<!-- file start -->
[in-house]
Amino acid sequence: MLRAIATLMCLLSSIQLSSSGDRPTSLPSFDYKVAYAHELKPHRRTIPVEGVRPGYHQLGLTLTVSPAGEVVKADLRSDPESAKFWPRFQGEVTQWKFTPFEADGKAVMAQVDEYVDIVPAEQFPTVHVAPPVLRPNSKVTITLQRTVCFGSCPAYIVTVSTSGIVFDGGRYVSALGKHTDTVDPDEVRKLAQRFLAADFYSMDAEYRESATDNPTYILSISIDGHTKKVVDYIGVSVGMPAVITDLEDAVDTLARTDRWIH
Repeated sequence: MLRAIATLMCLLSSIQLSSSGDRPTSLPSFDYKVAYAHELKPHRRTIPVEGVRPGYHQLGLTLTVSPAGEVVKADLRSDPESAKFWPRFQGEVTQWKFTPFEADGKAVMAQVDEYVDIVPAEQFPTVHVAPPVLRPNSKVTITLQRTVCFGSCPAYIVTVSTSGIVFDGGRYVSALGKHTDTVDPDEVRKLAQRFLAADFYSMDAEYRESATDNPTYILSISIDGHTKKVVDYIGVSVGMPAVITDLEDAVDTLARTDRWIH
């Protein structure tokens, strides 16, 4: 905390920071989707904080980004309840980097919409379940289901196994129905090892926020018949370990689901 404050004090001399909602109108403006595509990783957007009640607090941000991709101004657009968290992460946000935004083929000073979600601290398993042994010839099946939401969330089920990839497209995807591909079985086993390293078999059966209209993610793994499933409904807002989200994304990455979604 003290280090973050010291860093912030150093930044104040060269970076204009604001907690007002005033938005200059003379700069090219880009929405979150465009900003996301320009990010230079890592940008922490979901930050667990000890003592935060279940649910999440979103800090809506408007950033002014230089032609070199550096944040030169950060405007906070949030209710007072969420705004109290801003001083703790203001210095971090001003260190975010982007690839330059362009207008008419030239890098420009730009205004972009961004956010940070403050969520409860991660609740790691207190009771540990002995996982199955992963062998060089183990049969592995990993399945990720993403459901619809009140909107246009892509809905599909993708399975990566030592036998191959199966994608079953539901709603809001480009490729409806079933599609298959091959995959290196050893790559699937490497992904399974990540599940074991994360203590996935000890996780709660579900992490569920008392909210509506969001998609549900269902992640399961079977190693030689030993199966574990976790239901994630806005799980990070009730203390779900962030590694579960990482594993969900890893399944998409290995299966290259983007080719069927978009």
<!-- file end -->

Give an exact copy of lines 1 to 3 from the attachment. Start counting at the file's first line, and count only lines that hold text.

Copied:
[in-house]
Amino acid sequence: MLRAIATLMCLLSSIQLSSSGDRPTSLPSFDYKVAYAHELKPHRRTIPVEGVRPGYHQLGLTLTVSPAGEVVKADLRSDPESAKFWPRFQGEVTQWKFTPFEADGKAVMAQVDEYVDIVPAEQFPTVHVAPPVLRPNSKVTITLQRTVCFGSCPAYIVTVSTSGIVFDGGRYVSALGKHTDTVDPDEVRKLAQRFLAADFYSMDAEYRESATDNPTYILSISIDGHTKKVVDYIGVSVGMPAVITDLEDAVDTLARTDRWIH
Repeated sequence: MLRAIATLMCLLSSIQLSSSGDRPTSLPSFDYKVAYAHELKPHRRTIPVEGVRPGYHQLGLTLTVSPAGEVVKADLRSDPESAKFWPRFQGEVTQWKFTPFEADGKAVMAQVDEYVDIVPAEQFPTVHVAPPVLRPNSKVTITLQRTVCFGSCPAYIVTVSTSGIVFDGGRYVSALGKHTDTVDPDEVRKLAQRFLAADFYSMDAEYRESATDNPTYILSISIDGHTKKVVDYIGVSVGMPAVITDLEDAVDTLARTDRWIH